With Greta Gerwig’s Little Women in cinemas and Noah Baumbach’s Marriage Story new on Netflix, Cultureplex invite you to revisit this underrated comedic collaboration between the wife and husband team. Directed by Baumbach, 2015’s Mistress America stars Gerwig as New York resident Brooke, soon-to-be stepsister to Lola Kirke’s lonely college freshman, and budding writer, Tracy. Lonely and new to the city, Tracy is attracted to the older Brooke’s seeming cosmopolitanism and ease in the Big Apple, where the pair take to adventuring, score-settling and cat-stealing. While it initially seems to Tracy that Brooke — with her apartment right by Times Square, on-the-road boyfriend (somewhere in Greece), and restaurateur aspirations — has life figured out, it soon becomes apparent that her lifestyle is pretty precarious.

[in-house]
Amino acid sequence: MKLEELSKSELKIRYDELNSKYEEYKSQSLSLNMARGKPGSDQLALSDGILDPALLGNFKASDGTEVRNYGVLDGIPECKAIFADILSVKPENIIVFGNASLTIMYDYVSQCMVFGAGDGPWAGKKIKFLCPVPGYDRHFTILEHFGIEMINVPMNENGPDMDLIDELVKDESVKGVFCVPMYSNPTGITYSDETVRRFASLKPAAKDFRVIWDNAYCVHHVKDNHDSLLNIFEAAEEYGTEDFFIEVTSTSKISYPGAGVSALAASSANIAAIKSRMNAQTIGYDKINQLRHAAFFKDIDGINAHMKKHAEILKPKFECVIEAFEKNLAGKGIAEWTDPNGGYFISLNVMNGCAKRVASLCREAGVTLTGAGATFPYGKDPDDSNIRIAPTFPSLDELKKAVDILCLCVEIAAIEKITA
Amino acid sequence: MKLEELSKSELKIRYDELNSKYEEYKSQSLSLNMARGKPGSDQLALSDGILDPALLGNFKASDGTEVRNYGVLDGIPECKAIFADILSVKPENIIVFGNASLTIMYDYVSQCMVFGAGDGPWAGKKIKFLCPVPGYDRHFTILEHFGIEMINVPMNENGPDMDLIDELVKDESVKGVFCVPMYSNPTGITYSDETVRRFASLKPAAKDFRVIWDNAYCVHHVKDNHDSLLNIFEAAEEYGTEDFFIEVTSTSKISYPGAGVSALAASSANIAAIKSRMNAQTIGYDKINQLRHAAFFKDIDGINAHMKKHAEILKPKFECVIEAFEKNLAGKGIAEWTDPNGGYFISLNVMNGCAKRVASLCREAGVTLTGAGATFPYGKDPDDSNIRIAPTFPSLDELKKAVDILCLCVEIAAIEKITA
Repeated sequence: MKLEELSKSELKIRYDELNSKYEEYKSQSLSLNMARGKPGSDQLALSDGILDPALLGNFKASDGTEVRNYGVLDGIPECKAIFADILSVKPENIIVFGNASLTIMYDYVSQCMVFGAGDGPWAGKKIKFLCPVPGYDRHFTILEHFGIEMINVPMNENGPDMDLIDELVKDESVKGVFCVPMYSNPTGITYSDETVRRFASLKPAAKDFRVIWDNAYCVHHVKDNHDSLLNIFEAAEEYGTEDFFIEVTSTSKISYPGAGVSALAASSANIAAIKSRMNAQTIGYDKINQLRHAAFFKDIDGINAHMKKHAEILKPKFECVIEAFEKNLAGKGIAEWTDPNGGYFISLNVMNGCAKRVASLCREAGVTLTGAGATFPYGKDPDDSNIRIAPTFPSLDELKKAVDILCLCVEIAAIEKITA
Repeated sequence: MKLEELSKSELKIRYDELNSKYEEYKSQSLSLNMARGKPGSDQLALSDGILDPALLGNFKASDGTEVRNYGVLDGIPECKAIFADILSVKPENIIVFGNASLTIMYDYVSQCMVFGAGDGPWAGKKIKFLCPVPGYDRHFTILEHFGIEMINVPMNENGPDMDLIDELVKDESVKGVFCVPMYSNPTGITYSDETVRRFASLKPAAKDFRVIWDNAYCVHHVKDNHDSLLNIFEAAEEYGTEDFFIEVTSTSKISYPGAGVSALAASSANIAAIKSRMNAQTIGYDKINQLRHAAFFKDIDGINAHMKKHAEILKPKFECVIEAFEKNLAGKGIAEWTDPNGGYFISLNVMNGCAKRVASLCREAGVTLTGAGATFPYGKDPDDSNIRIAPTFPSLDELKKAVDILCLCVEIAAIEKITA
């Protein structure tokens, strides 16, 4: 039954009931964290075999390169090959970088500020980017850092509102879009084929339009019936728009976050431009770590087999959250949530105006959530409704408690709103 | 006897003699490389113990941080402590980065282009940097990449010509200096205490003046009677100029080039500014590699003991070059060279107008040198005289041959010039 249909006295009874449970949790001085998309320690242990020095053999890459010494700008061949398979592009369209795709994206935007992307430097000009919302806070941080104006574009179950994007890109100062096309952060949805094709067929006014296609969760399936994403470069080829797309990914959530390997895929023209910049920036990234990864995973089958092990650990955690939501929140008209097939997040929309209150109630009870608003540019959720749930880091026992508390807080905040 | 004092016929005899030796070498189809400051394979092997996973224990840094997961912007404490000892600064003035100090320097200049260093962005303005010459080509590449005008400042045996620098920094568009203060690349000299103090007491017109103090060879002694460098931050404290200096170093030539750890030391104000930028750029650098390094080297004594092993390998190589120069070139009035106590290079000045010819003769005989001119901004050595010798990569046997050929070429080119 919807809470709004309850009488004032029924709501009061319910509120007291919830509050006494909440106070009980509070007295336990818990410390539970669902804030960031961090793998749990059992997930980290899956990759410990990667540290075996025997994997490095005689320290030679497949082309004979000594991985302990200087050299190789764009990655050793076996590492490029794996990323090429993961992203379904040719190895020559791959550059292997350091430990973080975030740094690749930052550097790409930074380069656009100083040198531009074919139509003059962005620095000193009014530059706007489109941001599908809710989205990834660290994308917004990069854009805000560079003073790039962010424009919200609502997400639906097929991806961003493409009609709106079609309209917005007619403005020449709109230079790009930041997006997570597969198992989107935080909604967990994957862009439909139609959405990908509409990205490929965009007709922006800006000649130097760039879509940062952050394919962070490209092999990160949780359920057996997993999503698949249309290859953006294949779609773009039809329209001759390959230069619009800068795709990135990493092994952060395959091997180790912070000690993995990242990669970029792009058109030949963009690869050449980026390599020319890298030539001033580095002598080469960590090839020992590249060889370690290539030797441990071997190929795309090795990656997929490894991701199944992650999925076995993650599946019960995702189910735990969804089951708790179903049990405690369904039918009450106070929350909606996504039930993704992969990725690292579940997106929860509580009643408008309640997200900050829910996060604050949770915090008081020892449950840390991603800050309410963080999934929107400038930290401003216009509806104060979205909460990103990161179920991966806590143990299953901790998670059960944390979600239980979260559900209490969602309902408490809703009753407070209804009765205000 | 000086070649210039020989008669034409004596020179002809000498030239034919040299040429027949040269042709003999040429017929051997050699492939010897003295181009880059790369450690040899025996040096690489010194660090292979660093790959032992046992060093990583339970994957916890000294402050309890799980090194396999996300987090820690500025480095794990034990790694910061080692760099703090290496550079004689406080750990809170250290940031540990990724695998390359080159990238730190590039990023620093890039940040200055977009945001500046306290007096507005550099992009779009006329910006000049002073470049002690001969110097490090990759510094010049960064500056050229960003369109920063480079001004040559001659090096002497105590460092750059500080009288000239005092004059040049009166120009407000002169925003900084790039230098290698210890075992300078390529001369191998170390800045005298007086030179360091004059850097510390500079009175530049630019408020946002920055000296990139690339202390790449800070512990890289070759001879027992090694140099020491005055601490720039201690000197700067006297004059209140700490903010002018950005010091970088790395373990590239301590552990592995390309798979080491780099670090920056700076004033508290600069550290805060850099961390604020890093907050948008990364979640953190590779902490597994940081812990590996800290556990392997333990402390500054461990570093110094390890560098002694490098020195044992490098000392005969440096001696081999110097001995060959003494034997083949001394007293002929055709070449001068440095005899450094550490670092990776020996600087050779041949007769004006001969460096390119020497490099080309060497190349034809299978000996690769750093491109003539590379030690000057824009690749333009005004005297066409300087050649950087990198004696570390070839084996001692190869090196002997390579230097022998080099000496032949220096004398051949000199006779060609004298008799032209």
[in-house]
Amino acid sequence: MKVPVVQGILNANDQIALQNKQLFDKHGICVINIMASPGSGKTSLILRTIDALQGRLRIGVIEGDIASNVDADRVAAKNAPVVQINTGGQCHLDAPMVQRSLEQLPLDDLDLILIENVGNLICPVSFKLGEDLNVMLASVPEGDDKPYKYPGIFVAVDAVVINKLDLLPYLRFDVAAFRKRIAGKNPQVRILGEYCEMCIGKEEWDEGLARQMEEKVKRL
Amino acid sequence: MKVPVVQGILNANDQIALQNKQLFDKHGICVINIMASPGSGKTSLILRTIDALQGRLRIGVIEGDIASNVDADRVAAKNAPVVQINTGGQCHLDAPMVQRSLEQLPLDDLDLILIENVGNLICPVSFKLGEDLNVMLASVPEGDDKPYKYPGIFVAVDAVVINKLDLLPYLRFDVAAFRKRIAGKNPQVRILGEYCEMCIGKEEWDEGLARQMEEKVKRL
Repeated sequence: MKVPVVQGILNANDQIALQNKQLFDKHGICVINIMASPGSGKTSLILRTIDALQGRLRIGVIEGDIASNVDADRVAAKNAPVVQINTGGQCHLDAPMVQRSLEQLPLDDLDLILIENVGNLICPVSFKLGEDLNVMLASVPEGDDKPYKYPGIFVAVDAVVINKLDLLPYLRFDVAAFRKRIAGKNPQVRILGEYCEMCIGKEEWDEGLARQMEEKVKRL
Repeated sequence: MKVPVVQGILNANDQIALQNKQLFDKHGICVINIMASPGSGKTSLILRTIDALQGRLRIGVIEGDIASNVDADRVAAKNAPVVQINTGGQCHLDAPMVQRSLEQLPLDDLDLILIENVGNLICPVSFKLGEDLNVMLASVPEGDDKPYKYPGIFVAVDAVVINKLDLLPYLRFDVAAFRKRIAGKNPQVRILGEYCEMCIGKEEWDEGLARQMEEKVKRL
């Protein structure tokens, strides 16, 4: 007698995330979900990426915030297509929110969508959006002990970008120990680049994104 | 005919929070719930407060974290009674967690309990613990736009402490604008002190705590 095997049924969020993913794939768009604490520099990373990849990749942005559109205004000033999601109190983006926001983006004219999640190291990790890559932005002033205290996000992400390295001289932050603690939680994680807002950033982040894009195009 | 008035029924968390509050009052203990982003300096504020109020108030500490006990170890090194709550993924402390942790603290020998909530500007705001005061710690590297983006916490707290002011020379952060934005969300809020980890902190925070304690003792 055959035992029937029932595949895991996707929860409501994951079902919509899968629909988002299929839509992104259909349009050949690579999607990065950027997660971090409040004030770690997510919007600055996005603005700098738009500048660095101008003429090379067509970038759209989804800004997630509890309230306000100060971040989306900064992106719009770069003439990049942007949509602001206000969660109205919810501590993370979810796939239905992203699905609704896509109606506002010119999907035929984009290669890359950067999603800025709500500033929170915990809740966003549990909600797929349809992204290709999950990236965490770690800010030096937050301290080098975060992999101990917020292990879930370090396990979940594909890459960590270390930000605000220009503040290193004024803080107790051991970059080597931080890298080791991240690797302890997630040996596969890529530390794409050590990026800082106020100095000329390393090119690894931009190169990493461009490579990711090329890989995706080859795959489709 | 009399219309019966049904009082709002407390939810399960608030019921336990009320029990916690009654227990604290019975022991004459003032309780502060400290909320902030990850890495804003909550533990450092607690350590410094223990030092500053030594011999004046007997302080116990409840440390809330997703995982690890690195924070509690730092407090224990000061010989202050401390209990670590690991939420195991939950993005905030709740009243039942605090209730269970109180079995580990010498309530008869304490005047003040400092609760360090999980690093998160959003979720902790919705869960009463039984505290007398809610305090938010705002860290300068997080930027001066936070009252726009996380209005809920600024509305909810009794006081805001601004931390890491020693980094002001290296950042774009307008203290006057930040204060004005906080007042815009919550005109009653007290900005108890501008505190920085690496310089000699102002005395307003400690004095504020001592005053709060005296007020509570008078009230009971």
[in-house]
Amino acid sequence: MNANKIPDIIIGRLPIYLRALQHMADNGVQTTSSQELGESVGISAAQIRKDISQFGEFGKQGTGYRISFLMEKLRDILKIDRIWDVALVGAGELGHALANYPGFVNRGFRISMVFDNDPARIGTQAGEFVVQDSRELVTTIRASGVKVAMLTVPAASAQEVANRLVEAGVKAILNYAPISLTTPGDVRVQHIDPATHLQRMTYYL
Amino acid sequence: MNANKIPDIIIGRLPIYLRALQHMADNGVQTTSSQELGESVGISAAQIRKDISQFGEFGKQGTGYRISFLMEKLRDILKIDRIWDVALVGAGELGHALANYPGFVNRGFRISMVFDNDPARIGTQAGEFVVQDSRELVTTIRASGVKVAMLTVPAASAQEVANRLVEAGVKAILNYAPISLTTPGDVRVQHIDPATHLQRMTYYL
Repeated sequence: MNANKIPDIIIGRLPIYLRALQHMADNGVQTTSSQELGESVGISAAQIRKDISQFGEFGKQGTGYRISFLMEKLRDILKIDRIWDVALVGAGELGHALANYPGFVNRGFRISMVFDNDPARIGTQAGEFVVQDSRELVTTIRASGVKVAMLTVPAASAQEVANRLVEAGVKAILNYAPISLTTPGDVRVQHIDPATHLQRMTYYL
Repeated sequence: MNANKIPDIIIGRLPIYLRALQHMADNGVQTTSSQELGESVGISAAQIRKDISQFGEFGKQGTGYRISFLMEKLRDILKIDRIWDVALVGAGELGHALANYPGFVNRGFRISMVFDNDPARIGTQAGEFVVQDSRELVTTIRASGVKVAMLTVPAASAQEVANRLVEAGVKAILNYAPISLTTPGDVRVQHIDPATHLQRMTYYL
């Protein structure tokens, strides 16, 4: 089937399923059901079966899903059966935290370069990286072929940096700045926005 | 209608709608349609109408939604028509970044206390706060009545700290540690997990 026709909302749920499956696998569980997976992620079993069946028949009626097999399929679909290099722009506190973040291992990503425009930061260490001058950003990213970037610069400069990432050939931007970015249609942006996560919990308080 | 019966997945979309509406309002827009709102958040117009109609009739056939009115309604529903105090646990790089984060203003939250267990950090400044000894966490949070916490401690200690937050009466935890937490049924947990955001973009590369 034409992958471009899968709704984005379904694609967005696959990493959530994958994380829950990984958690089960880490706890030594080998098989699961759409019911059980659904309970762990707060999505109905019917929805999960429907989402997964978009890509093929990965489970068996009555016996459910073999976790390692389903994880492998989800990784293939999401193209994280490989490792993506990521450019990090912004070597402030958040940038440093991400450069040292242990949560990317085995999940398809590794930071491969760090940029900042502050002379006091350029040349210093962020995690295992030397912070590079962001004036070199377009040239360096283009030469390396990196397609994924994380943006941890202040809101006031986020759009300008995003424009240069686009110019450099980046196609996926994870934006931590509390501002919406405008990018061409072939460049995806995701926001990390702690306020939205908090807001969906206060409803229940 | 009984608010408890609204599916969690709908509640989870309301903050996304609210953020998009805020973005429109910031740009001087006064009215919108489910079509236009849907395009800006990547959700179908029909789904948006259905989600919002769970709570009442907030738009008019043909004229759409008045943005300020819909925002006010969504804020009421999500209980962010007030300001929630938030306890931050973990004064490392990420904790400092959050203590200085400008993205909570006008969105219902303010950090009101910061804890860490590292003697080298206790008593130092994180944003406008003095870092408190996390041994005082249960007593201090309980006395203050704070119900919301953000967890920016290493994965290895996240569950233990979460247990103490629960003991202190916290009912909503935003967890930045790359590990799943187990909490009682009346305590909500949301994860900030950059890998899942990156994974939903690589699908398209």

Baumbach and Gerwig previously worked together on 2010’s Greenberg and most productively on 2012’s black-and-white comedy-drama Frances Ha. Mistress America is their breeziest film, showcasing Gerwig’s range as Brooke’s clueless, fast-talking dynamo and Baumbach’s ability as a director of almost screwball farce, a talent he’d deploy more increasingly across future works. This is a canny, if daft, exploration of modern female friendship, competitiveness and family in a gig economy world, where life in a major international city is becoming increasingly implausible.